By David Howell
WATER VALLEY – The final payment for a 20-year general obligation bond issued by the Water Valley School District in 1998 will be paid in May and school trustees are taking preliminary steps to issue new bonds next year to make improvements at the schools.
Board members met with Young Law Group attorney V. Warren Greenlee at Monday night’s school board meeting to determine a potential timeline and necessary steps to borrow money to address a lengthy list of school improvements that include installing a new roof on the elementary school, adding new heating and cooling units in both school gyms, renovating bath rooms, making security enhancements, replacing air conditioners in class rooms along with other needs.
Greenlee explained that the school has levied millage to pay approximately $150,000 annually to retire the 1998 bonds. Based on that amount, Greenlee estimated the school district could borrow $2 million without raising taxes.
The potential timeline starts with immediate planning to identify the needs. Issuing the general obligation bonds would also require a referendum that could be scheduled in the fall and would require support from 60 percent of the voters who live in the district and turn out for the election. The next step would be to be get bid packages out by next February so that work could start as soon as the 2018-19 school year comes to a close next May.
With the lengthy timeline, school trustees also identified a secondary funding source, issuing a 3 mill note in the coming months, in addition to issuing general obligation bonds next year. Funding from the 3 mill note, which is a funding option in Mississippi that allows school districts to levy a new property tax of up to three mills without issuing bonds, would pay for work at the schools that cannot be delayed for another year.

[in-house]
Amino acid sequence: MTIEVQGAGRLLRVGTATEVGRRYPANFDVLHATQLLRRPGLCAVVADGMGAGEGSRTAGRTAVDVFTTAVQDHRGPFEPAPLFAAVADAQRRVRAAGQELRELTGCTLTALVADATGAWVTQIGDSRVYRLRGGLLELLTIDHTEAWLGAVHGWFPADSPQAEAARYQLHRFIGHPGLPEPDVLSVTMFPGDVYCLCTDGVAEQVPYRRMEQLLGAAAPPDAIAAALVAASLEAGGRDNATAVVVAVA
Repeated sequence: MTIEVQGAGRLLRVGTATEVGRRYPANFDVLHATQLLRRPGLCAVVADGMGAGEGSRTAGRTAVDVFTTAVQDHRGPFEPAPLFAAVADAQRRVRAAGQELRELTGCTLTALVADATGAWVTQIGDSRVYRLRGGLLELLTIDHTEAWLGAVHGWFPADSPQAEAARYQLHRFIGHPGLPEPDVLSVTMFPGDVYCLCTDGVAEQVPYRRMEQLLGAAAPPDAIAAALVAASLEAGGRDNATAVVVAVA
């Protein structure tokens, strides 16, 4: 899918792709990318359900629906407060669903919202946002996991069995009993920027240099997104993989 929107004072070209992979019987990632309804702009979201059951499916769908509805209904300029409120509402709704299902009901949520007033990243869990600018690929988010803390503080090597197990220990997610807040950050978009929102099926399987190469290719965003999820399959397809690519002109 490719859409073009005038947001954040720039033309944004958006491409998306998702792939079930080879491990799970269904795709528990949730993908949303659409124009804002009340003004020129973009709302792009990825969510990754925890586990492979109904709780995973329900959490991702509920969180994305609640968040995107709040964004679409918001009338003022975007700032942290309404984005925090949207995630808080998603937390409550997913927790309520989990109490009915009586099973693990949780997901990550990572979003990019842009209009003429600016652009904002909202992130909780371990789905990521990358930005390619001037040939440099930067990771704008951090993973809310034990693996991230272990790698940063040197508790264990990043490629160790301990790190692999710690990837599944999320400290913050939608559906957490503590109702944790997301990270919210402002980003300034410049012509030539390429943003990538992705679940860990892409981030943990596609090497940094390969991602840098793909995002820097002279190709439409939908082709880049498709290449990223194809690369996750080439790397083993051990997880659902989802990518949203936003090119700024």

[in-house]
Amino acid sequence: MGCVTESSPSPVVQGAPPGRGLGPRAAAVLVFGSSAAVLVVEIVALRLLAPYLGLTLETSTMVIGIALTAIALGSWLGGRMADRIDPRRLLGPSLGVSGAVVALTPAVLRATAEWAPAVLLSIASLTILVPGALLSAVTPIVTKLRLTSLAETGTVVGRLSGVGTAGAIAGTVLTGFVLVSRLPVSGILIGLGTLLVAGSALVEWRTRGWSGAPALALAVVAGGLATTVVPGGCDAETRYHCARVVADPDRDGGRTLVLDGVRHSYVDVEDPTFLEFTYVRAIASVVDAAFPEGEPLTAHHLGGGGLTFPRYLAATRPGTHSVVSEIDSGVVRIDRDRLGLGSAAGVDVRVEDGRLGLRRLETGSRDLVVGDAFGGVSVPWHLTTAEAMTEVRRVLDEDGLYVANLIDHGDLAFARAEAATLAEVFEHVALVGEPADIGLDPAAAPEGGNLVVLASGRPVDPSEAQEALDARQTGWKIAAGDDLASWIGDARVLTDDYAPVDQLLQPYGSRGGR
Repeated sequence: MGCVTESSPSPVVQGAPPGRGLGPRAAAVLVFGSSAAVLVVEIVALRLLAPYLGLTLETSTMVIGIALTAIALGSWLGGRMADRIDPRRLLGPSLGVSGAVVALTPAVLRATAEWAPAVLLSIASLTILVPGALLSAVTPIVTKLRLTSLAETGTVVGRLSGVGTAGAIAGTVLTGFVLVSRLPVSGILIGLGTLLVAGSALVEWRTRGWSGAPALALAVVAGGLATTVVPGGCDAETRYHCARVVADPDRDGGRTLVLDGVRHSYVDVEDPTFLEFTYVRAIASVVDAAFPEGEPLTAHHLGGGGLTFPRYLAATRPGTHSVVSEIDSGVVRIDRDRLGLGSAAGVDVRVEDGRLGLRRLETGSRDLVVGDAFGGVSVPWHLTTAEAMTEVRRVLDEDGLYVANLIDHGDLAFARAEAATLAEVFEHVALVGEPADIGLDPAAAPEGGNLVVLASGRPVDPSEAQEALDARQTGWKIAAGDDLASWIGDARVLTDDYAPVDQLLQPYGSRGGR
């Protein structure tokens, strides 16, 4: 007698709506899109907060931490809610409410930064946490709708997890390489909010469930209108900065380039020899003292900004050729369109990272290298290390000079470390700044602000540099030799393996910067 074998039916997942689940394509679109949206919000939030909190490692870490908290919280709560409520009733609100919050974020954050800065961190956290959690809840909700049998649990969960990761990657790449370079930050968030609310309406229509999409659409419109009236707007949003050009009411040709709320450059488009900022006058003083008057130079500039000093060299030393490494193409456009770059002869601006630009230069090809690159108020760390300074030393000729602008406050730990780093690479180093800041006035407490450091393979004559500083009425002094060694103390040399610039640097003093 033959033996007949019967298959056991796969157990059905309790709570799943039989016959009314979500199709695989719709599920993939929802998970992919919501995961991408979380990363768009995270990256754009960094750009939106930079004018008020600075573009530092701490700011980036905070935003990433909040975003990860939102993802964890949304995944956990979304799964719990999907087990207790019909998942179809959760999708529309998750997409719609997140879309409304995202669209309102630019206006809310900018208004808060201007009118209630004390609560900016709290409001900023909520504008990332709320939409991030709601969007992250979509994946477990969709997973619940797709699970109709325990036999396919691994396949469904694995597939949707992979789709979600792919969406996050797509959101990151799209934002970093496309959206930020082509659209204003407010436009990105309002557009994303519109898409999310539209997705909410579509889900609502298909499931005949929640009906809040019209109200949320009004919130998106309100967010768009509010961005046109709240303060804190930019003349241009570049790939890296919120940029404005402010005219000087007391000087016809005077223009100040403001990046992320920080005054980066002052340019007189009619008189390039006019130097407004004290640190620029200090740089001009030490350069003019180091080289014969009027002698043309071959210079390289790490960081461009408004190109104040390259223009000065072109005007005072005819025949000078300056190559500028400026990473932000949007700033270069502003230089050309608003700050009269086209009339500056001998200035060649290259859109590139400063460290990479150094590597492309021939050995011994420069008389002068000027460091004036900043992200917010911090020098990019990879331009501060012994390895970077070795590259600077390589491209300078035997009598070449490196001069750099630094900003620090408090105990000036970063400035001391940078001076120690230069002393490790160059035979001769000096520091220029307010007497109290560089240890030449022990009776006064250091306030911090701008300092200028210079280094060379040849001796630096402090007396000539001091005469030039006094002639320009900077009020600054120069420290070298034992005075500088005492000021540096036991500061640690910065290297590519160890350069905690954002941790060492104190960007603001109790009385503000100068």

Trustees noted that an existing 3 mill note issued in 2010 will be retired next year and will free up mills for the new 3 mill note.
Following the discussion, trustees agreed to continue working on details for the financing.
Other business conducted at the meeting included:
• Presented a certificate of excellence to the school’s business office manager, Randy Goodwin, on behalf of the Office of the State Auditor after the school received a clean audit from the 2016-17 school year.
“They don’t come much better than Mr. Goodwin, he shows up to work early and stays late and I never have to worry about money,” Superintendent Dr. Michael McInnis noted after the presentation.
• Heard an audit report from the 2016-17 school year from Cunningham CPAs PLLC.
“Randy does a great job. This is my first year in this district, but we audit schools all over the state. Some of the largest and some of the smallest,” Joel Cunningham told trustees before providing an overview of the audit.
“It is a clean audit,” Cunningham added. The audit showed the fund balance had increased $103,000, growing to $1.4 million at the end of the fiscal year on June 30, 2017.